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Two modules of dark matter spacecraft Euclid are joined

Europe’s dark matter investigation spacecraft, Euclid, is getting ready for its launch next year. Now it has reached a milestone with the joining of two of its major components: The payload and service modules.

Euclid spacecraft grows as eyes meet brain

The payload module is the part of the spacecraft which holds the spacecraft’s instruments, including a reflecting telescope and two imaging instruments, the VISible imager (VIS) and the Near Infrared Spectrometer and Photometer (NISP). The service module contains the computers which control the instruments, as well as other spacecraft systems like navigation, power, and propulsion.

Tthe 800-kilogram Euclic payload module being lifted by a crane with workers gathered around.
On 24 March 2022, ESA came one step closer to unveiling the mysteries of the dark Universe, following the coming together of two key parts of the Euclid spacecraft – the instrument-carrying payload module and the supporting service module. This image shows the 800-kilogram payload module being lifted by a crane, just before it was lowered onto the service module. ESA - S. Corvaja

With the joining of these two parts, the spacecraft is beginning to come together. “It was really exciting to see the spacecraft coming together and get one step closer to seeing the mission become a reality. I almost feel like we have united two family members,” said Euclid Assembly, Integration and Testing engineer Hans Rozemeijer in a statement.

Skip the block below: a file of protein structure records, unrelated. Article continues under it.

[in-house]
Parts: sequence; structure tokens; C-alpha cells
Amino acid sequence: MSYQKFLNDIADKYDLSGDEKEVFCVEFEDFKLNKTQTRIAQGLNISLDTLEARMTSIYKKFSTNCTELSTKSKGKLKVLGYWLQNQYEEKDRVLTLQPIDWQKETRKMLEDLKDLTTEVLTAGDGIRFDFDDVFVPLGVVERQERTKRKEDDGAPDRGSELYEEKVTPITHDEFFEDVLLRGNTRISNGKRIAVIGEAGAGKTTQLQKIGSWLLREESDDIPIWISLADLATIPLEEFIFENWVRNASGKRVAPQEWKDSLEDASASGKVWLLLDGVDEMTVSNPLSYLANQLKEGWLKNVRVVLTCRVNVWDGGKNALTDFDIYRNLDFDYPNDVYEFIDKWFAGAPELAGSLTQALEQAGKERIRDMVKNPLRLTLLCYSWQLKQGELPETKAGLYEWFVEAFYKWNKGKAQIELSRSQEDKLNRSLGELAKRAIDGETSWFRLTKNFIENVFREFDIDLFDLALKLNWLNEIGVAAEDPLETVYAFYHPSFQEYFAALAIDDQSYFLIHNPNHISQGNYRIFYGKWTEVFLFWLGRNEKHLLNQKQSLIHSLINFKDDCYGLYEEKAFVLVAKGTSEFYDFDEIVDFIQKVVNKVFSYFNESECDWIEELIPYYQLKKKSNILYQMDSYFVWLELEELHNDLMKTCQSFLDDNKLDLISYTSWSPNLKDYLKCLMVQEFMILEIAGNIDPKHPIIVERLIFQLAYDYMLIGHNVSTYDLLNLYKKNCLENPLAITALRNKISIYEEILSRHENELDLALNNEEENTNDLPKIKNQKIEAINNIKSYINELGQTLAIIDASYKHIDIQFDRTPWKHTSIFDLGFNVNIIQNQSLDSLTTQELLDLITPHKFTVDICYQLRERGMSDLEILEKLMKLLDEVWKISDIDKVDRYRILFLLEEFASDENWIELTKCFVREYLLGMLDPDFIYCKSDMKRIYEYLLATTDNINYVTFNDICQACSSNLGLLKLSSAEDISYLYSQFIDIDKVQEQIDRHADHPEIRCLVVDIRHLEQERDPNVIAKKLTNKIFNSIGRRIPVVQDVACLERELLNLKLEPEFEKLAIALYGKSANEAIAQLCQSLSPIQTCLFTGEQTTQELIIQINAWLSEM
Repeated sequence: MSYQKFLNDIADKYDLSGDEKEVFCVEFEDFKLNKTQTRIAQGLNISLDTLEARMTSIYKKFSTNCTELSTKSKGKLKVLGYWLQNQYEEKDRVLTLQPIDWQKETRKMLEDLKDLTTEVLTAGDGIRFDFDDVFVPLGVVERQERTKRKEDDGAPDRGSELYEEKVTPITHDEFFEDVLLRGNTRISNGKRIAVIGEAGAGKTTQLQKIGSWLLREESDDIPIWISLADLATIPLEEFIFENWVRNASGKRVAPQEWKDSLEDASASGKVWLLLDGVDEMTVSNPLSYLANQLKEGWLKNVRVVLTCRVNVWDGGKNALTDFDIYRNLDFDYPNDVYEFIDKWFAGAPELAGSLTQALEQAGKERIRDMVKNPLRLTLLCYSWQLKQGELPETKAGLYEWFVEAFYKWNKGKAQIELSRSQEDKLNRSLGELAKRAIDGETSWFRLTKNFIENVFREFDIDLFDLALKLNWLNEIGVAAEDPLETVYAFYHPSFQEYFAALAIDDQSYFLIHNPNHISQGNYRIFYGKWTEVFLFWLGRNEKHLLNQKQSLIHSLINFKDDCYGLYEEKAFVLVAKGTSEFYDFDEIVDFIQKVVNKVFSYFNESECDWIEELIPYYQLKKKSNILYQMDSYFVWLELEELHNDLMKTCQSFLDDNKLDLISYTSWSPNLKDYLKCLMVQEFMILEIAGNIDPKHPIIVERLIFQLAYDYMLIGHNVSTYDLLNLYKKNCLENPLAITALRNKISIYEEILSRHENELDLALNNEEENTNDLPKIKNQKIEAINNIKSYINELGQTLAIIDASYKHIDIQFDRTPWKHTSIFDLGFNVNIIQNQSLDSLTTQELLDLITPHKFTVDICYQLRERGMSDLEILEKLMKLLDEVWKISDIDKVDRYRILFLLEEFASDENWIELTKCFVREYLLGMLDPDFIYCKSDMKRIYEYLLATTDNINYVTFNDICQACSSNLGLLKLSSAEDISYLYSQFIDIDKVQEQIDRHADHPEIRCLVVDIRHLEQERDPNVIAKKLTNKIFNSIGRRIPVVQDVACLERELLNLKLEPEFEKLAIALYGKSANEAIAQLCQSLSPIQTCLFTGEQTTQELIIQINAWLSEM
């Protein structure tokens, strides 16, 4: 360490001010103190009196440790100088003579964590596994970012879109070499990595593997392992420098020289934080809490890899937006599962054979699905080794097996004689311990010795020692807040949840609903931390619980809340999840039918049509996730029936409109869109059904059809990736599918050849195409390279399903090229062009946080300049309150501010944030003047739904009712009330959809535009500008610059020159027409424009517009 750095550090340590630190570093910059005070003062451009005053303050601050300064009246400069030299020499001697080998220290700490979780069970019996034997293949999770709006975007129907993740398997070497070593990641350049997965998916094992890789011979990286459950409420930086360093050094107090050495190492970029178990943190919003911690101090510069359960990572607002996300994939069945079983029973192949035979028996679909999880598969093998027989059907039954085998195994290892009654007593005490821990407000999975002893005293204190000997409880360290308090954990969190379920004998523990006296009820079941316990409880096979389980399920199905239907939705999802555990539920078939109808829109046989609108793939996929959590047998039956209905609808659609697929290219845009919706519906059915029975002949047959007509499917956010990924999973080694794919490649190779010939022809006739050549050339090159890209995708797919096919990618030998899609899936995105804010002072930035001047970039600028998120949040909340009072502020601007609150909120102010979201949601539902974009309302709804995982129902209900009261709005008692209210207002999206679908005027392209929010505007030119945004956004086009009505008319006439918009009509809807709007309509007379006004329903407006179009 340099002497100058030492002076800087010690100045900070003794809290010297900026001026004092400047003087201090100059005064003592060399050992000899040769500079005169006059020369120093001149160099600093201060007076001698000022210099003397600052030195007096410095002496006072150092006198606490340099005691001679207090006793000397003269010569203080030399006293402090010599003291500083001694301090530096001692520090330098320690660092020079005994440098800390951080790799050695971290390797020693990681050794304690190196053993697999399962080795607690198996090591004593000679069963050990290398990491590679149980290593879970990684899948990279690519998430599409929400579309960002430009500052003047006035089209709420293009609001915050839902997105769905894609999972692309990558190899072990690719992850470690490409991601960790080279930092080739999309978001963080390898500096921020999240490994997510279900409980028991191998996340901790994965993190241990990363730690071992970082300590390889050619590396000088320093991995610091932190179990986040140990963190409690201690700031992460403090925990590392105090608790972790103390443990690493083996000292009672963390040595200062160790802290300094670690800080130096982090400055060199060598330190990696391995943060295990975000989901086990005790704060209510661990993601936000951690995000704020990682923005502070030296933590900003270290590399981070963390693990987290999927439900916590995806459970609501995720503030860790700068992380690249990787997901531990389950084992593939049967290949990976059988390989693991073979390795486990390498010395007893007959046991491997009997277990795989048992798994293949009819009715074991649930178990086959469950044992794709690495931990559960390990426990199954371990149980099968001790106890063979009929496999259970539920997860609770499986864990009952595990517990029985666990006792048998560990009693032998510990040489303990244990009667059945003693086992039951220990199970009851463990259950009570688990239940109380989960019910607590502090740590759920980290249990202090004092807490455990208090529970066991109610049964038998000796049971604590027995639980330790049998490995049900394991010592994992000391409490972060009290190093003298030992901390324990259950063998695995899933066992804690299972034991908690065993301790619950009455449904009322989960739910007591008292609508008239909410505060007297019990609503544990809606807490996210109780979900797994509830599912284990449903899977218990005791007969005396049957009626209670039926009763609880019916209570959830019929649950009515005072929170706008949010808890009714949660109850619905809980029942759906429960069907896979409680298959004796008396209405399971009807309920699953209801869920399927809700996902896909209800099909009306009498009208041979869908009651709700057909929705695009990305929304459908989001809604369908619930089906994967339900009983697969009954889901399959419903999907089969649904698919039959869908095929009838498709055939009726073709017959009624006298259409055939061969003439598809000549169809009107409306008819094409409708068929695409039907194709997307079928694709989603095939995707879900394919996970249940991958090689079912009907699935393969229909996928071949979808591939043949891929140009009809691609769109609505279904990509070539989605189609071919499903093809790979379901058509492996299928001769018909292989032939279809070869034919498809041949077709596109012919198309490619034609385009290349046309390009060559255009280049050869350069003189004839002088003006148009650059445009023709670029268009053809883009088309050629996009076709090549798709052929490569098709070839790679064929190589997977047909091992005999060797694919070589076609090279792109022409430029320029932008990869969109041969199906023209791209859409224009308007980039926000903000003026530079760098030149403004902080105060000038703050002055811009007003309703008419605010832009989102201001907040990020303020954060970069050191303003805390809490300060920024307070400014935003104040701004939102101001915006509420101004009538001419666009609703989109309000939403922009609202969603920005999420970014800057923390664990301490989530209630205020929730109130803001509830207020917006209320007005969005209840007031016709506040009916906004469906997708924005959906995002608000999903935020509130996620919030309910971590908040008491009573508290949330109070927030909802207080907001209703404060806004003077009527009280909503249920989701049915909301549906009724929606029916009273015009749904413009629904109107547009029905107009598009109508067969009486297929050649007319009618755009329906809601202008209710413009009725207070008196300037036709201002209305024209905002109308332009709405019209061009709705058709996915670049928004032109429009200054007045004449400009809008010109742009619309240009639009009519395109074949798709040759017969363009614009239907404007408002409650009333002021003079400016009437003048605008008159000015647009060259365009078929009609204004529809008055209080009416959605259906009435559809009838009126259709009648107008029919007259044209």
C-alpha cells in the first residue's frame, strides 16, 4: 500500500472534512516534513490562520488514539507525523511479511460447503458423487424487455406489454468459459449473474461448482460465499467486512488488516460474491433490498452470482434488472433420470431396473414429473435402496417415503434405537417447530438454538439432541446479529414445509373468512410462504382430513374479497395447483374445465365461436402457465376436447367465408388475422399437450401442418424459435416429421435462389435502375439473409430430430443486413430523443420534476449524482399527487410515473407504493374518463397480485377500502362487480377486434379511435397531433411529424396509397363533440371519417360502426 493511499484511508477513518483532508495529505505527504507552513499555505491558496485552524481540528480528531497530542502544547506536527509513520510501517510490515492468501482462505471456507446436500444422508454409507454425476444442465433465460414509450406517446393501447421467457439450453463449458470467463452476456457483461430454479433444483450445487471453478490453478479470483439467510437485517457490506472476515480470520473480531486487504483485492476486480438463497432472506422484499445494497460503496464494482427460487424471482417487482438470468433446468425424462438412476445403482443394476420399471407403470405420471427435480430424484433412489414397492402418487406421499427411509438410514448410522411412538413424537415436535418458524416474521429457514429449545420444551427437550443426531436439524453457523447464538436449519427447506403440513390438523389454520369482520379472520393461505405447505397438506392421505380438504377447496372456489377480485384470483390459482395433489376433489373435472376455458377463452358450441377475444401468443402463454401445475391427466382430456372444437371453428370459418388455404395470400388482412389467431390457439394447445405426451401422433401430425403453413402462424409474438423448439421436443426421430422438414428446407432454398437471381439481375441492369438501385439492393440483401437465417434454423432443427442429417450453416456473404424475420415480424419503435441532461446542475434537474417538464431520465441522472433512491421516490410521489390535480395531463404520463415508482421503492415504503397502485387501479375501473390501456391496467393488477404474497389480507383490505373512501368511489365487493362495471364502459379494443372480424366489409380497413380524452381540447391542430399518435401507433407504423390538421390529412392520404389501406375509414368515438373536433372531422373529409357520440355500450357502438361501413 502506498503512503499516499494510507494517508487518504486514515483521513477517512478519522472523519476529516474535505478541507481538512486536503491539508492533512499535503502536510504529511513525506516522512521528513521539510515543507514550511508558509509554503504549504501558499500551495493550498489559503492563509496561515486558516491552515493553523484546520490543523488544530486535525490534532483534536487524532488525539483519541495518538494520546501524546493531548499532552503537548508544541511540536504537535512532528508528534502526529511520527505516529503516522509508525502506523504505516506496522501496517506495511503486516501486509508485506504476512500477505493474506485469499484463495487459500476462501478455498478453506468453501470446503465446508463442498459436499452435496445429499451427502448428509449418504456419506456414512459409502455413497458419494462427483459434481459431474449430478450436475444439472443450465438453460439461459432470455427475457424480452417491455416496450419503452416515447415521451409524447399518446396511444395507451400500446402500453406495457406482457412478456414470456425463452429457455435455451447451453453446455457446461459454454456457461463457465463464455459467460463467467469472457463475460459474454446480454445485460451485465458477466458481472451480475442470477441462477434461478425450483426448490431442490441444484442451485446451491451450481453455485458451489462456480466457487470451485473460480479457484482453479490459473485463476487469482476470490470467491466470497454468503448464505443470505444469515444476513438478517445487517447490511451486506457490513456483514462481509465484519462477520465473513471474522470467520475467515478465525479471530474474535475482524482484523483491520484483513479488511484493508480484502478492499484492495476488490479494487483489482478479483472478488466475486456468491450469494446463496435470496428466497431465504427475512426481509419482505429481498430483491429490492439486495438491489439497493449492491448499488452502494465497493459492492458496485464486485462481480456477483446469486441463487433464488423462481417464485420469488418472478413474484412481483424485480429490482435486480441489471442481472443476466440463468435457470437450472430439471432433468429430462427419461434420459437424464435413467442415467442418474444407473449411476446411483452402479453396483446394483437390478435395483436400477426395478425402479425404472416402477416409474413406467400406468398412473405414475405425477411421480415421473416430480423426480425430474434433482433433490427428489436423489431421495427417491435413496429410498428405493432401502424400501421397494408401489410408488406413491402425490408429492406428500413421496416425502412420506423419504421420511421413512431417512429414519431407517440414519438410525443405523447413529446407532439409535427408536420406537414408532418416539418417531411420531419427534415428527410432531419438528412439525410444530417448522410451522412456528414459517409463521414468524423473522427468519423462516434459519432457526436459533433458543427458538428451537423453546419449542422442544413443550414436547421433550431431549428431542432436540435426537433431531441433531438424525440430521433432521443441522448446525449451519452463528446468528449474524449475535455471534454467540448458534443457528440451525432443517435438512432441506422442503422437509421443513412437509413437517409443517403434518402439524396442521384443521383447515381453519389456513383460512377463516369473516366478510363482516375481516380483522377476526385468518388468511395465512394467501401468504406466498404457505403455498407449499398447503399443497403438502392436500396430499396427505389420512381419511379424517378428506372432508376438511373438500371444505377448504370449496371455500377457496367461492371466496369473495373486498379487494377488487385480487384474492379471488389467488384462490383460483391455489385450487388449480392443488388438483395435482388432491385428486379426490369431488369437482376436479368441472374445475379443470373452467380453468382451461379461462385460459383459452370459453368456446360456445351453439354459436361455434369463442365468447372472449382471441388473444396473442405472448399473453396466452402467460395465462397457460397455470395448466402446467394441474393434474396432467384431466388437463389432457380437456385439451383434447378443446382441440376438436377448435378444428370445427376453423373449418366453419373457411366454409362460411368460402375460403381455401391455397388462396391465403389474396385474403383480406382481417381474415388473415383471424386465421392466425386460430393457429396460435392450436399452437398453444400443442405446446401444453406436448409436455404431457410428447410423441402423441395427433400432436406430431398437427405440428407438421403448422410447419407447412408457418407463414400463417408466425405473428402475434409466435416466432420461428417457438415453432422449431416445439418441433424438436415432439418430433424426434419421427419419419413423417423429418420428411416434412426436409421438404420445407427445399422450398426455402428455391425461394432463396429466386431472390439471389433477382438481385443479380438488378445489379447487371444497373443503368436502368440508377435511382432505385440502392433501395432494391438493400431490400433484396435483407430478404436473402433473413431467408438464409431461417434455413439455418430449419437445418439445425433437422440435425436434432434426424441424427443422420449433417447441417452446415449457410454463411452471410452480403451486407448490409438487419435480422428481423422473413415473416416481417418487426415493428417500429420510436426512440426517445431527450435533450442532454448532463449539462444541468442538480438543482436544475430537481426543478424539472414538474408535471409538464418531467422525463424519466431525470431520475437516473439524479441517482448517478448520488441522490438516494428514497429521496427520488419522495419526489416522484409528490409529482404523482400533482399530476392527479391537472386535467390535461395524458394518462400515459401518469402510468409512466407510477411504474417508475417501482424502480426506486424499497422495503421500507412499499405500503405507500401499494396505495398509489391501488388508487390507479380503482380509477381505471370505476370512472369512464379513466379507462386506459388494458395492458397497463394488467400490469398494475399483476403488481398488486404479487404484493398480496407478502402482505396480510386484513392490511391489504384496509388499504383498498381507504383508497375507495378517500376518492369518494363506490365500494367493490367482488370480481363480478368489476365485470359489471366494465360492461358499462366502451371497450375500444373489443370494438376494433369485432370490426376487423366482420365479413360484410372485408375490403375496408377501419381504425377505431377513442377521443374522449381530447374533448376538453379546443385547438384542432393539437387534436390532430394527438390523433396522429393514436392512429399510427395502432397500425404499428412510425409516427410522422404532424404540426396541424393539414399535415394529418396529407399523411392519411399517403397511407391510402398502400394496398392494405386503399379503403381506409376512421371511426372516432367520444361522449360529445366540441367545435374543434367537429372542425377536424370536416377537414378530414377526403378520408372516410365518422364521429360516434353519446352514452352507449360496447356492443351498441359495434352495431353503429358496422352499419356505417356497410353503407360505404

The joining process involved using a crane to gently lower the payload module, which weighs 800 kilograms, onto the service module. It was then attached at six points. Rozemeijer explained the next steps: “After the modules were joined mechanically, we added connector brackets and plugged in the electrical connectors. Then we checked that everything was working properly. Finally, we covered the connector brackets and any tiny remaining gaps between the two modules with thermal insulation to really seal up the spacecraft.”

The two parts had to be joined with extremely high accuracy, with a margin of error of less than the width of a human hair. The process seems to have gone smoothly though, as checking afterward revealed no problems. Now the engineers can move on to the next task, fitting the spacecraft’s sunshield and solar panels which is scheduled for later this month.

There had been concerns that the launch of Euclid would be affected by Russia suspending its launches from Europe’s spaceport, as the original plan was to launch Euclid using a Russian Soyuz rocket. However, now French launch provider Arianespace will launch the spacecraft using its Ariane 6 rocket, according to the French-language site Ciel & Espace. The launch is scheduled for next year.

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